I rang a poet friend who lives in Qld, Angela Gardner (who is also a printmaker) and asked her if she had any spare words about, say, chaos or destruction, or societal breakdown or something similarly chunky and interesting. Angela is constantly writing interesting things, and I knew that she'd be up for a bit of textual wallplay. She sent me a long unpublished series of chunks about architecture, and right at the end there was a fabulous bit called Demolition, which I knew was perfect for gelling the wee scraps of idea in my head. Angela was originally going to come down for the symposium and have a play during the installation, but she's had to cancel, so we're just going to pretend she's standing behind us when we're working.

That's my pile of 'sketches', working out what the text means to me, and rough ideas of what I want to text to do. Byrd is doing his own undoubtedly more artistic sketches, of the imagery he and I will create together alongside and amidst the text.

I'm treating our wall as a page spread of a giant book, like a big textual billboard. I'm taking the words of a poet and using an artist to help me bring them to life. That's what I do with books and broadsides, and that's what I'm doing here, and that's how I'm rationalising working at this scale (so that I don't panic).

I did some printing in Dunedin on the last night of my residency, using their wonderful large woodtype letters, and some of their fabulous brown paper (that is so much better than anything I've found in Australia). I've got various bits of brown paper around the studio, and I posted back to myself all the brown paper lunchbags that the college gave me for lunches during my residency. And now I'm using my wood type to print the words I need.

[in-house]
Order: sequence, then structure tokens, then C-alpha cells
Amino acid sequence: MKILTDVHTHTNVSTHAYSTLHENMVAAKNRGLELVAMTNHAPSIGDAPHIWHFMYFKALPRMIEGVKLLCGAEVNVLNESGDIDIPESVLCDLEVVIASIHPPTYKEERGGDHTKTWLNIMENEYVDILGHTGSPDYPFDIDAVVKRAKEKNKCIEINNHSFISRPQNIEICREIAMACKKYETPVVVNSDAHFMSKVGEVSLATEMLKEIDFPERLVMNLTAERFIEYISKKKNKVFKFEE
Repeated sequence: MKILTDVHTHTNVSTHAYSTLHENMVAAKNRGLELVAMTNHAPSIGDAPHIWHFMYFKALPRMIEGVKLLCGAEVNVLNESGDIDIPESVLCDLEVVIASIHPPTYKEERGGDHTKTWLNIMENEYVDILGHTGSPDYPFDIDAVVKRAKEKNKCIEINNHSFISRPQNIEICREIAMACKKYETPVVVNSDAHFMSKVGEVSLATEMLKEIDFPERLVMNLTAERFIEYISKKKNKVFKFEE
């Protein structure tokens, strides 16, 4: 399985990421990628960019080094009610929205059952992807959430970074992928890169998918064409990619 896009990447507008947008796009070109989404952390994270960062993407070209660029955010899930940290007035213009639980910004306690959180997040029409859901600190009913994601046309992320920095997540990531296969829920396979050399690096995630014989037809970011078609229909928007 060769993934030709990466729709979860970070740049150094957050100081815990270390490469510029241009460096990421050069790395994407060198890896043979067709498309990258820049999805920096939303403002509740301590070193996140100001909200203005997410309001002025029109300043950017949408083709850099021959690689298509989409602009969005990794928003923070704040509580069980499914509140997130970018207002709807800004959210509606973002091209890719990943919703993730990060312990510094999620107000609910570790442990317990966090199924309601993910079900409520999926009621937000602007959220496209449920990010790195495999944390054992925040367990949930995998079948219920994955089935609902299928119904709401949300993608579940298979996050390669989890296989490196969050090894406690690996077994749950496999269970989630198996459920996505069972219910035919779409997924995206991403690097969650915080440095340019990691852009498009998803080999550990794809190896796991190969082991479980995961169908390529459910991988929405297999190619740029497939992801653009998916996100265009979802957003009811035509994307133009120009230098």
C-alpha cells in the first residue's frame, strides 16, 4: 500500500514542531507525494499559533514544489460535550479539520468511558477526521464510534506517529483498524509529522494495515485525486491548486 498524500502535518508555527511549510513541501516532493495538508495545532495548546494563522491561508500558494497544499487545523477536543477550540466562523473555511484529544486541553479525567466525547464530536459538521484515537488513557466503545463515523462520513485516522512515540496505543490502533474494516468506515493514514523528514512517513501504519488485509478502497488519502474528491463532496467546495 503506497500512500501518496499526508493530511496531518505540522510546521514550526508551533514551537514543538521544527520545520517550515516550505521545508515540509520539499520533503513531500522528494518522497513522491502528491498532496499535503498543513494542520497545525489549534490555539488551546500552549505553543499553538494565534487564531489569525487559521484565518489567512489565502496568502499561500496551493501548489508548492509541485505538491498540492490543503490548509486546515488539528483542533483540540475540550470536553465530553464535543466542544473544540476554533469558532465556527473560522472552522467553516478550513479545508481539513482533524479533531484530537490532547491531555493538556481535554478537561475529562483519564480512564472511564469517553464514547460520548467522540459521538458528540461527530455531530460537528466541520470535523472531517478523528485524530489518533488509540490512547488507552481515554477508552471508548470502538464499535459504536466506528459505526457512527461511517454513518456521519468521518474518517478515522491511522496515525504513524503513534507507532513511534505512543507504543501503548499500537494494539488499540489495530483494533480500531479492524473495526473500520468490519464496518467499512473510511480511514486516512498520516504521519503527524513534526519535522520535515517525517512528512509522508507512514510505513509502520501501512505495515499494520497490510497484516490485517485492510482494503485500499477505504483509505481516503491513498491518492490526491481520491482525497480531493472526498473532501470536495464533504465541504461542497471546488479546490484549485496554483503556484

brown paper

floor work

printed matter 1

I'm printing a few copies of everything, and working from the top down. It's a very organic process; I'm squeezing as much onto the paper as I can, and will tear down once they're dry. I'm working with the words in a loosely concrete style, using hand-rolling the paper surface to create meaningful texture, such as in the word breakages.

printed matter 2

Angela has, bless her, given us complete creative freedom with the text, so the formatting is totally up to me. I have given byrd complete creative freedom with my layout, and we'll be using collaged overprints, stencilling and graffiti spray to hopefully make it come alive.

rusted wire

The trickiest thing about this project is that we only have one night to install. The cubes (each artist in PRINTBIG has a side of a huge plywood cube to work with) won't be build until the afternoon/evening of the 14th of October, and the media launch of the show is on the morning of the 15th. So we're pre-preparing as much as we can, but it will be a big night, working in situ to get the piece finished. Which in itself is apt, since a chunk of the (visual aspect of the) work is about the scuttle of street artists to get into a fresh site at night before it disappears or gets totally worked over.

More photos (ongoing) here. I will try to keep documenting this, but as you can see, there's a LOT to do. It's scary, but this is to date one of the most exciting projects I've worked on.

PRINTBIG is only up for three days. If you can get to it, do... there will be live projection works, fabulous installed art (cross fingers) and also an audience participation piece, making Australia's largest monoprint, right over the weekend. Doesn't it sound terrific?

A perpetuall Light